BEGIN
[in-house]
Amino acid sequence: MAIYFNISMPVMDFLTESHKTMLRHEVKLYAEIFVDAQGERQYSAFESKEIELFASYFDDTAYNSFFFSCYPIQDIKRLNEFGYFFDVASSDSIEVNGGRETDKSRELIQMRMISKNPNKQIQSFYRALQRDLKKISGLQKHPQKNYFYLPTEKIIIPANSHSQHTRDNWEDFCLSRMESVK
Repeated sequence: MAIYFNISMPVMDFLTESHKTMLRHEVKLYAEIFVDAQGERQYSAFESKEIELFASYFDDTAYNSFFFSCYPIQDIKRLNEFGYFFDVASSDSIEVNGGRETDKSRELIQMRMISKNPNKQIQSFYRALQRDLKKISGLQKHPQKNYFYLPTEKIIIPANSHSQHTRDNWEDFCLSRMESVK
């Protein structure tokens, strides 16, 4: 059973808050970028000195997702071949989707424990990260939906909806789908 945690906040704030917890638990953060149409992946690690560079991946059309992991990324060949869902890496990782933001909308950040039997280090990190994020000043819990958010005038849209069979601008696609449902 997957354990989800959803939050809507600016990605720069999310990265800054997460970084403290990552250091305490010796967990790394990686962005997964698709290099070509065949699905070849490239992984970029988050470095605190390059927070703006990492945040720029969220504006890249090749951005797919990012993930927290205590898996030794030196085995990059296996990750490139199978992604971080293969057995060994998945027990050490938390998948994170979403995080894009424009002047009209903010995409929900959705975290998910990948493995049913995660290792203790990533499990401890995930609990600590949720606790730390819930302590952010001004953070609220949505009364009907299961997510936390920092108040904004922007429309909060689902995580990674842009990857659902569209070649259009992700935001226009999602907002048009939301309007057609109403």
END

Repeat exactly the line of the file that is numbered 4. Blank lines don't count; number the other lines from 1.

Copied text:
């Protein structure tokens, strides 16, 4: 059973808050970028000195997702071949989707424990990260939906909806789908 945690906040704030917890638990953060149409992946690690560079991946059309992991990324060949869902890496990782933001909308950040039997280090990190994020000043819990958010005038849209069979601008696609449902 997957354990989800959803939050809507600016990605720069999310990265800054997460970084403290990552250091305490010796967990790394990686962005997964698709290099070509065949699905070849490239992984970029988050470095605190390059927070703006990492945040720029969220504006890249090749951005797919990012993930927290205590898996030794030196085995990059296996990750490139199978992604971080293969057995060994998945027990050490938390998948994170979403995080894009424009002047009209903010995409929900959705975290998910990948493995049913995660290792203790990533499990401890995930609990600590949720606790730390819930302590952010001004953070609220949505009364009907299961997510936390920092108040904004922007429309909060689902995580990674842009990857659902569209070649259009992700935001226009999602907002048009939301309007057609109403």